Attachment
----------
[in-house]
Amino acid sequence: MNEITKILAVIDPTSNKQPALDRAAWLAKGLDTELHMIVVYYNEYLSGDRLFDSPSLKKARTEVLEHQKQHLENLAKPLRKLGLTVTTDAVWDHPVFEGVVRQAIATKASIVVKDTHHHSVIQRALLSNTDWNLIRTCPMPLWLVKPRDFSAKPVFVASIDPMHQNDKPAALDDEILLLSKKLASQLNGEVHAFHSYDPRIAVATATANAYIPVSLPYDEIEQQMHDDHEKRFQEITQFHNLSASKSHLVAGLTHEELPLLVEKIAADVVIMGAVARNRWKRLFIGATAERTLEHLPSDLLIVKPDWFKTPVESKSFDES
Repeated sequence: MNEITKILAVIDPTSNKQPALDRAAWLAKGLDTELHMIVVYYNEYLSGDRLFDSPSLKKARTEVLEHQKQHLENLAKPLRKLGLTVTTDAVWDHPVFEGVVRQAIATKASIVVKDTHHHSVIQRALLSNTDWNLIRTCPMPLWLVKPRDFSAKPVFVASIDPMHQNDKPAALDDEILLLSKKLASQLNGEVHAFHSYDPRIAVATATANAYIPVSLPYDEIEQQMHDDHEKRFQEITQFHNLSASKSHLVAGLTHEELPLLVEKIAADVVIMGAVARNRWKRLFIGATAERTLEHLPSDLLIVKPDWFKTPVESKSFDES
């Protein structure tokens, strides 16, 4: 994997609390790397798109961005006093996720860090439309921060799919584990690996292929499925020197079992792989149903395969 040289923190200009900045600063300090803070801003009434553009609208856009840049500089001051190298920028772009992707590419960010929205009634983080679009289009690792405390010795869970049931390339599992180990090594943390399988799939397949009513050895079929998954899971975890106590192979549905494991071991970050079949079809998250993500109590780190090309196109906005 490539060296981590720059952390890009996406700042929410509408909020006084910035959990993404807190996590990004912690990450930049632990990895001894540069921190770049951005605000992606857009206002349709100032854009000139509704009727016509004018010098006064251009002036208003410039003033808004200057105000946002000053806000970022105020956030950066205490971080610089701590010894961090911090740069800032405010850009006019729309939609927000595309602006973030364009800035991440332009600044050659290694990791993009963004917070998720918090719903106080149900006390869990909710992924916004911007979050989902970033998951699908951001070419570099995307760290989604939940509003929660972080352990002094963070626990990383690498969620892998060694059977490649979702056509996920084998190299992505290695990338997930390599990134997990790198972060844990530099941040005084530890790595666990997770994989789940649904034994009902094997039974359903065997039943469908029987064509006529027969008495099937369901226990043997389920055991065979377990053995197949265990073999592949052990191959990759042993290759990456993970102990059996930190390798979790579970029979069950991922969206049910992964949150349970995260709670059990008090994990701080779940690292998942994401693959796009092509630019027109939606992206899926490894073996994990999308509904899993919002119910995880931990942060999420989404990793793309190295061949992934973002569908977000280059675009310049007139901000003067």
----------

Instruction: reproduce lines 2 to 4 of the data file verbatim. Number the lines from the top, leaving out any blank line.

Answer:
Amino acid sequence: MNEITKILAVIDPTSNKQPALDRAAWLAKGLDTELHMIVVYYNEYLSGDRLFDSPSLKKARTEVLEHQKQHLENLAKPLRKLGLTVTTDAVWDHPVFEGVVRQAIATKASIVVKDTHHHSVIQRALLSNTDWNLIRTCPMPLWLVKPRDFSAKPVFVASIDPMHQNDKPAALDDEILLLSKKLASQLNGEVHAFHSYDPRIAVATATANAYIPVSLPYDEIEQQMHDDHEKRFQEITQFHNLSASKSHLVAGLTHEELPLLVEKIAADVVIMGAVARNRWKRLFIGATAERTLEHLPSDLLIVKPDWFKTPVESKSFDES
Repeated sequence: MNEITKILAVIDPTSNKQPALDRAAWLAKGLDTELHMIVVYYNEYLSGDRLFDSPSLKKARTEVLEHQKQHLENLAKPLRKLGLTVTTDAVWDHPVFEGVVRQAIATKASIVVKDTHHHSVIQRALLSNTDWNLIRTCPMPLWLVKPRDFSAKPVFVASIDPMHQNDKPAALDDEILLLSKKLASQLNGEVHAFHSYDPRIAVATATANAYIPVSLPYDEIEQQMHDDHEKRFQEITQFHNLSASKSHLVAGLTHEELPLLVEKIAADVVIMGAVARNRWKRLFIGATAERTLEHLPSDLLIVKPDWFKTPVESKSFDES
């Protein structure tokens, strides 16, 4: 994997609390790397798109961005006093996720860090439309921060799919584990690996292929499925020197079992792989149903395969 040289923190200009900045600063300090803070801003009434553009609208856009840049500089001051190298920028772009992707590419960010929205009634983080679009289009690792405390010795869970049931390339599992180990090594943390399988799939397949009513050895079929998954899971975890106590192979549905494991071991970050079949079809998250993500109590780190090309196109906005 490539060296981590720059952390890009996406700042929410509408909020006084910035959990993404807190996590990004912690990450930049632990990895001894540069921190770049951005605000992606857009206002349709100032854009000139509704009727016509004018010098006064251009002036208003410039003033808004200057105000946002000053806000970022105020956030950066205490971080610089701590010894961090911090740069800032405010850009006019729309939609927000595309602006973030364009800035991440332009600044050659290694990791993009963004917070998720918090719903106080149900006390869990909710992924916004911007979050989902970033998951699908951001070419570099995307760290989604939940509003929660972080352990002094963070626990990383690498969620892998060694059977490649979702056509996920084998190299992505290695990338997930390599990134997990790198972060844990530099941040005084530890790595666990997770994989789940649904034994009902094997039974359903065997039943469908029987064509006529027969008495099937369901226990043997389920055991065979377990053995197949265990073999592949052990191959990759042993290759990456993970102990059996930190390798979790579970029979069950991922969206049910992964949150349970995260709670059990008090994990701080779940690292998942994401693959796009092509630019027109939606992206899926490894073996994990999308509904899993919002119910995880931990942060999420989404990793793309190295061949992934973002569908977000280059675009310049007139901000003067």